There’s a used bookstore near me that is, well, not unique, I suspect, but certainly unusual. You know those penny books on Amazon? Or rather, there used to be such. I see them less and less these days. Have you ever wondered where they came from? I could take you to a place. There’s an industrial area in the north end of Dayton, OH, bleak and rusted with the moth-eaten hopes of commerce passed by long ago. Nestled into that is the Dollar Book Swap, where you walk into the back door of a warehouse, past rickety palisades of wooden pallets set up as a fence to guide the consumer toward their goal, passing through an old commercial refrigerator’s curtain of plastic panels into the unexpected warmth. Shelves and shelves, vast lengths of them, creaking with books. Every one of them, a dollar. Treasure unspeakable, to me in another time and persona. Now, I go there rarely, although the temptation to seek out the pages of old friends comes as I commute past it daily. Really, though, I read more ebook than paper, and despite the recent acquisition of yet another bookshelf, to my First Reader’s dismay, I don’t need more books. But as a treat, I go. Read more
Posts tagged ‘writing research’
From the administrative segregation pod – in other words, where they stash the trouble makers, the sheriff and Officer Justice led us into a tiny space between two sets of locked doors. To pass through each set, the corrections officer had to radio his location and request. The control room, far from any inmates, held the control for the whole building.
From that sardine experience – there were 17 of us, including our guides in a space intended for two to three – we exited into one of the oldest parts of the jail, built in the 1970s. Not that any part was beautiful, but you could see and smell the difference twenty more years (the new part having been built in the nineties) had made. In this small pod, where cells lined one wall, and windows the other, the doors had been welded open. The inmates stood in their cells next to double bunks, and the sheriff explained that in order to give each man a minimum of ten square feet, the doors had to be permanently opened once they made the cells double capacity. Outside the pod, he further explained that the sixteen men occupying the pod were allowed work releases. Isolating them kept contraband from entering the general population.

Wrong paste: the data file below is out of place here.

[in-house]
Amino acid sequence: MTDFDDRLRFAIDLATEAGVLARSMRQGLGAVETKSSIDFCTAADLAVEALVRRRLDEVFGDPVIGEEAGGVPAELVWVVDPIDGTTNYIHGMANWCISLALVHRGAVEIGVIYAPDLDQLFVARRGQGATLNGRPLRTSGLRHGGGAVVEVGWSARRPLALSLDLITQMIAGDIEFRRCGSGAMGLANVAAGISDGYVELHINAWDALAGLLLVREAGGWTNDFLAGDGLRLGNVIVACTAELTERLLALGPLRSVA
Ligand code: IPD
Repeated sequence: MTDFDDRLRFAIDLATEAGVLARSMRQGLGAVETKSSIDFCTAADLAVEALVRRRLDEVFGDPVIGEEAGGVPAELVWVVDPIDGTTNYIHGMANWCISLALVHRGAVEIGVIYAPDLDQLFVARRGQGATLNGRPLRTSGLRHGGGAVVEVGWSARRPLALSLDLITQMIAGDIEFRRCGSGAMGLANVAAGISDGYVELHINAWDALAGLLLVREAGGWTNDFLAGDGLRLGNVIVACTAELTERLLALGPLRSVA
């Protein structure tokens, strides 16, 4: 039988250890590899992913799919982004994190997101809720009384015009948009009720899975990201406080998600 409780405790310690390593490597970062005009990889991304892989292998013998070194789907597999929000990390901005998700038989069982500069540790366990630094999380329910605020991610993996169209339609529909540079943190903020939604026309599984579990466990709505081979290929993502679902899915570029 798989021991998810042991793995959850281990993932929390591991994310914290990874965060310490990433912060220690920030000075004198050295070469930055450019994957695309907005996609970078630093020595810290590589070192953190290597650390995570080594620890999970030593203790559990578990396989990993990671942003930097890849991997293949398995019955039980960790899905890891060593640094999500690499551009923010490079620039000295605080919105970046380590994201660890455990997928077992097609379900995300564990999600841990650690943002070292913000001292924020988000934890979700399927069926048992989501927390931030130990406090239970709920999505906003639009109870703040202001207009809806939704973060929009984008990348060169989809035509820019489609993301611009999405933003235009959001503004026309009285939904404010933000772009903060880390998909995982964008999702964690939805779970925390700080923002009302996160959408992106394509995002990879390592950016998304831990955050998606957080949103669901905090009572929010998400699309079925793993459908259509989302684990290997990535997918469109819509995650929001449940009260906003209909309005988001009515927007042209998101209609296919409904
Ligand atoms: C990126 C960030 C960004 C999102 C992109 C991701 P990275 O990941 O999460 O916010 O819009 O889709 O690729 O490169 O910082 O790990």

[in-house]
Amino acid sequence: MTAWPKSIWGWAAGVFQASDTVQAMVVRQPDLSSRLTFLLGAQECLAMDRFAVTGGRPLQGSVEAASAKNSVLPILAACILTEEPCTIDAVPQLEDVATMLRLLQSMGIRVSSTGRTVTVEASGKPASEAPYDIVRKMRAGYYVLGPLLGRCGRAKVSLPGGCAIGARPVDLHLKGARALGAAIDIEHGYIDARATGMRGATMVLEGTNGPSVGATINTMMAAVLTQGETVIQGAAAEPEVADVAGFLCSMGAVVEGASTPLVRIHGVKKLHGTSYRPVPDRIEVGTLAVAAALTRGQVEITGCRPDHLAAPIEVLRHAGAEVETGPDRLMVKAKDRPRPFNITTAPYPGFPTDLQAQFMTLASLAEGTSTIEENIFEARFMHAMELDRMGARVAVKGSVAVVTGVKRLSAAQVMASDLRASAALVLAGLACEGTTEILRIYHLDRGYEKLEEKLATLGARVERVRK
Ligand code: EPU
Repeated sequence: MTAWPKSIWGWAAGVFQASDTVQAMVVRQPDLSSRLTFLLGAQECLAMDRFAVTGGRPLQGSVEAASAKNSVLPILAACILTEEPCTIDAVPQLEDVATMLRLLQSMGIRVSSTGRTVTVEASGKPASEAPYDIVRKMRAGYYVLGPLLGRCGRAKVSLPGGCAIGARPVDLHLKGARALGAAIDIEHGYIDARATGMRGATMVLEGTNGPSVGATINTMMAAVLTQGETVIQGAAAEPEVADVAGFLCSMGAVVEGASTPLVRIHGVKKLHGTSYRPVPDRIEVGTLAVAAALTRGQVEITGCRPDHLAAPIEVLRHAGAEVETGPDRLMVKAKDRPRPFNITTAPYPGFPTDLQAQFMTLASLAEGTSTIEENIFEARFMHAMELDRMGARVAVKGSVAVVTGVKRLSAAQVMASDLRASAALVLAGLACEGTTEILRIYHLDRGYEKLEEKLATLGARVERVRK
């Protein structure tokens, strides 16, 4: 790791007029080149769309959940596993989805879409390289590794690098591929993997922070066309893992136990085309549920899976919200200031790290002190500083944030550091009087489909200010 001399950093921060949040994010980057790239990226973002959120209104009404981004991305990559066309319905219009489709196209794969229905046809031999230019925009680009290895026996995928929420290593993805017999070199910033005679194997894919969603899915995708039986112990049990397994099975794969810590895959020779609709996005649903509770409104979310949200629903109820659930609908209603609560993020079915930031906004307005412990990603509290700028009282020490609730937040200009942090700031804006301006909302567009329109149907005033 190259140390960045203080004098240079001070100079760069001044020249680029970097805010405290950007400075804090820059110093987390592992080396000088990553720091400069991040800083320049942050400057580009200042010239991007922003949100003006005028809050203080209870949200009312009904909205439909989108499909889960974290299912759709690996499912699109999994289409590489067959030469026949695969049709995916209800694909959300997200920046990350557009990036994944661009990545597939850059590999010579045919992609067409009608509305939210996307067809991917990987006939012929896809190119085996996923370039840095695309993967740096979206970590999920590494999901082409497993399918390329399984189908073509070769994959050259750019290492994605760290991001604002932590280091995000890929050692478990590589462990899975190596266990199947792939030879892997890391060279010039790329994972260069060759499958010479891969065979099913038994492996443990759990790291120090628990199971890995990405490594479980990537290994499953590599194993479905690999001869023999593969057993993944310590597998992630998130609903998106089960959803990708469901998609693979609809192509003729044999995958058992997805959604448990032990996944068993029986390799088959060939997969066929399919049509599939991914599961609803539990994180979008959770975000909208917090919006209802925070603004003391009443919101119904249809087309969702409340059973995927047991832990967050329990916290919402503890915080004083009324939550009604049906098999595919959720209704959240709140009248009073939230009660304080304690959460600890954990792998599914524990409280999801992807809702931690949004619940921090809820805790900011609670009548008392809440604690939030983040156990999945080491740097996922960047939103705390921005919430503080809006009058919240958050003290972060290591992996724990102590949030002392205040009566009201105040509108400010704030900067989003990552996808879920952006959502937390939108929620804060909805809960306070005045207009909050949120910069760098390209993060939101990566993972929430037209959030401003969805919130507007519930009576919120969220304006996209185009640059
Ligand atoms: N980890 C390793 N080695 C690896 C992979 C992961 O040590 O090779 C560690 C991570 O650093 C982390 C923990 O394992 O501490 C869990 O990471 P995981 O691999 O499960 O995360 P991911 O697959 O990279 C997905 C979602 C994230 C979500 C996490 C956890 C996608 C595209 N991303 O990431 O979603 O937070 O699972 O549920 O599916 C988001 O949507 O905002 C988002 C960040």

We progressed slowly through long, empty halls, and into the newer part of the building. Here, the cream- coloured cinderblock walls were painted a soft cream that looked brighter than the dingy walls of the old. We entered a small pod, holding around fifty men. This one had a control booth, too small for all of is, so we clustered at the entrance, two extra COs standing between us and the inmates. The bunks were pointed out to us. This pod, due to overcrowding with non-violent criminals, had no cells, per se. Instead, chest high cubbies like you would see in an office (only made of the ubiquitous cinderblock) delineated the ‘cell’ around a double bunk. Each bunk held a mattress with built-in pillow. Each inmate would be issued a thin sheet, and two blankets (three, after Labor Day) all in white.
We were taken to the kitchen, where inmates prepared all the meals from materials contracted from the same supplier who does school lunches in the area. The kitchen smelled strongly, obviously never cleaned the way a true commercial kitchen would be, much less a residential one. There was no visible dirt, just a powerful odor of long-burned grease and mustiness. The CO with us explained that a crew of five cooked, and it was considered a good job, as the cooks got extra food and treats. But, he said, they usually have women doing the kitchen work. They break less stuff! He told us.